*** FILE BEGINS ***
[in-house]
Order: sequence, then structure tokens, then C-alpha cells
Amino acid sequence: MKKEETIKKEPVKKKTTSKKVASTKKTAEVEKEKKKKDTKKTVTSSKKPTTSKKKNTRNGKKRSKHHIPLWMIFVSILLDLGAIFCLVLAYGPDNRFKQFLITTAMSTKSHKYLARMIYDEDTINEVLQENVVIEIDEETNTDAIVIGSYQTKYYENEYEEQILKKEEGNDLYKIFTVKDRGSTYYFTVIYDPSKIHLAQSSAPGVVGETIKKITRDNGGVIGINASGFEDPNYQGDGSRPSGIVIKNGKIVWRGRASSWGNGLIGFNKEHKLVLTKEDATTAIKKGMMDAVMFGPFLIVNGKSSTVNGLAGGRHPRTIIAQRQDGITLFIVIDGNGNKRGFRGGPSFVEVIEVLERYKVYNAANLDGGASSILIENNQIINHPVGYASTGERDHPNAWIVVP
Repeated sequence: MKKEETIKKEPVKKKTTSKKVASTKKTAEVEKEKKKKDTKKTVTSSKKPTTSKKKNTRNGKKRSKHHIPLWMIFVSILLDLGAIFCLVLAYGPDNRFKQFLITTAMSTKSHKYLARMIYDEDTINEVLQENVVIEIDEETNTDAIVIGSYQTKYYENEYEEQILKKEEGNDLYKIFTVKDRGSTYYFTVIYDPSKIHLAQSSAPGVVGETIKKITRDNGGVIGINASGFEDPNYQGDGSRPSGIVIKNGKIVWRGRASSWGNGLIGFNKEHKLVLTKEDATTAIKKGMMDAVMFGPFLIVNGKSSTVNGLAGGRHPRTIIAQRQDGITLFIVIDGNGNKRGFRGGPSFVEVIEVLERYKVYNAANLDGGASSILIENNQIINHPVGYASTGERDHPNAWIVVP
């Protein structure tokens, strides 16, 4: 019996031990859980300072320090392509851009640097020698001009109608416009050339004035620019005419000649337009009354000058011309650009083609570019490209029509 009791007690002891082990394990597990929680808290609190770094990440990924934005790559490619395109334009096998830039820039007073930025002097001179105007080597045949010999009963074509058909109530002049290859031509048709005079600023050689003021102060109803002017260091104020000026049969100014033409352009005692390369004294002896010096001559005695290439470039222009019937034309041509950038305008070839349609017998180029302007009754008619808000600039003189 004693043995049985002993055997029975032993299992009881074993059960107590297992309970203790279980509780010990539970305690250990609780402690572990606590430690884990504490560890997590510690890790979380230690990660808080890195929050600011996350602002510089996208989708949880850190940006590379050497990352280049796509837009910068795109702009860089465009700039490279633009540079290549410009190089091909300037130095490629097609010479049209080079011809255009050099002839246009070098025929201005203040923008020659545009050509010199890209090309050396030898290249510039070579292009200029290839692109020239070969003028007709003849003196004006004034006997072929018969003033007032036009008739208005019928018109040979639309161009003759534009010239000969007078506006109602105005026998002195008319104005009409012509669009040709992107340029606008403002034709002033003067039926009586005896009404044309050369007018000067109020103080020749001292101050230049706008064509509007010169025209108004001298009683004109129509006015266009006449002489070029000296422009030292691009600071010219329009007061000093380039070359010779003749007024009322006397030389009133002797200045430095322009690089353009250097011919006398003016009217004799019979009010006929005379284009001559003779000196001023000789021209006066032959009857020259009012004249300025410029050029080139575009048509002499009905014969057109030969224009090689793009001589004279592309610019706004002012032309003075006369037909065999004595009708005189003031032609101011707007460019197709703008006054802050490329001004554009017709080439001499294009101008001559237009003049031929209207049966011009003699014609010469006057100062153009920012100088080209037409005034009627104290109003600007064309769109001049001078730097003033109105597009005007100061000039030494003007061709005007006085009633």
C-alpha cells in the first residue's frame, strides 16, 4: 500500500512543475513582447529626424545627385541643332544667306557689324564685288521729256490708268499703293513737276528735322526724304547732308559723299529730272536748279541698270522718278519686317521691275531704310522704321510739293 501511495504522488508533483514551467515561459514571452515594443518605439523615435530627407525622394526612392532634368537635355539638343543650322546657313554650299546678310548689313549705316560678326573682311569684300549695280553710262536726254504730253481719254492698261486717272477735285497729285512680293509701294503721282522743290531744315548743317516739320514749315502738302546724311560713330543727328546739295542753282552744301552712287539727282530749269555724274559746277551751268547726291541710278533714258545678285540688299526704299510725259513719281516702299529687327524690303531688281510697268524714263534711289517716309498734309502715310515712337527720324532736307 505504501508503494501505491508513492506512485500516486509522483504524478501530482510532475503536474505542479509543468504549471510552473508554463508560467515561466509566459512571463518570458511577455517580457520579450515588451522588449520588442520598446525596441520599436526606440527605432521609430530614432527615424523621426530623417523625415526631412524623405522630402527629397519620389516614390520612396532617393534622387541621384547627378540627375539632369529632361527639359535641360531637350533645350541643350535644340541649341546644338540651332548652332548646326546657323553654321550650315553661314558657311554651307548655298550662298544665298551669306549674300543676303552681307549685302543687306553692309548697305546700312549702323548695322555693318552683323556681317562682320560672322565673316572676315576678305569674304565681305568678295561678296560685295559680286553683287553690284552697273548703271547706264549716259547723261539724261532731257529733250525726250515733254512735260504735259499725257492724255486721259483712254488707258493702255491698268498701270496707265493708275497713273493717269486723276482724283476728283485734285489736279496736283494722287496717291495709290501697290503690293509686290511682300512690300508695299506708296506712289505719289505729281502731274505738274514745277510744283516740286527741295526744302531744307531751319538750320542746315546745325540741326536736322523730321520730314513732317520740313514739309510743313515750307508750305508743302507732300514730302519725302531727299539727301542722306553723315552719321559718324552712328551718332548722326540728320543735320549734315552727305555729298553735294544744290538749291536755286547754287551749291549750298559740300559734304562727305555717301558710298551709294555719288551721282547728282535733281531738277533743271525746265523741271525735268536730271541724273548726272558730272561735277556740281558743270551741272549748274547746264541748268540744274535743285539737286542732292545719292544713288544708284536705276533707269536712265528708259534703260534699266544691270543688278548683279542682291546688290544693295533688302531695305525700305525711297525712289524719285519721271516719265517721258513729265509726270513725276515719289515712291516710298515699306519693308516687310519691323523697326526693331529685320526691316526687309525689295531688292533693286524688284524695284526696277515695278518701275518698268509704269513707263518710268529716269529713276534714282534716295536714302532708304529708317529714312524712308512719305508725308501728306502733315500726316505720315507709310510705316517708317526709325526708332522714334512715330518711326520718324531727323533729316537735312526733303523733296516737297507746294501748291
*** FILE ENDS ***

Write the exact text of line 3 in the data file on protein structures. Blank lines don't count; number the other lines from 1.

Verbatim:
Amino acid sequence: MKKEETIKKEPVKKKTTSKKVASTKKTAEVEKEKKKKDTKKTVTSSKKPTTSKKKNTRNGKKRSKHHIPLWMIFVSILLDLGAIFCLVLAYGPDNRFKQFLITTAMSTKSHKYLARMIYDEDTINEVLQENVVIEIDEETNTDAIVIGSYQTKYYENEYEEQILKKEEGNDLYKIFTVKDRGSTYYFTVIYDPSKIHLAQSSAPGVVGETIKKITRDNGGVIGINASGFEDPNYQGDGSRPSGIVIKNGKIVWRGRASSWGNGLIGFNKEHKLVLTKEDATTAIKKGMMDAVMFGPFLIVNGKSSTVNGLAGGRHPRTIIAQRQDGITLFIVIDGNGNKRGFRGGPSFVEVIEVLERYKVYNAANLDGGASSILIENNQIINHPVGYASTGERDHPNAWIVVP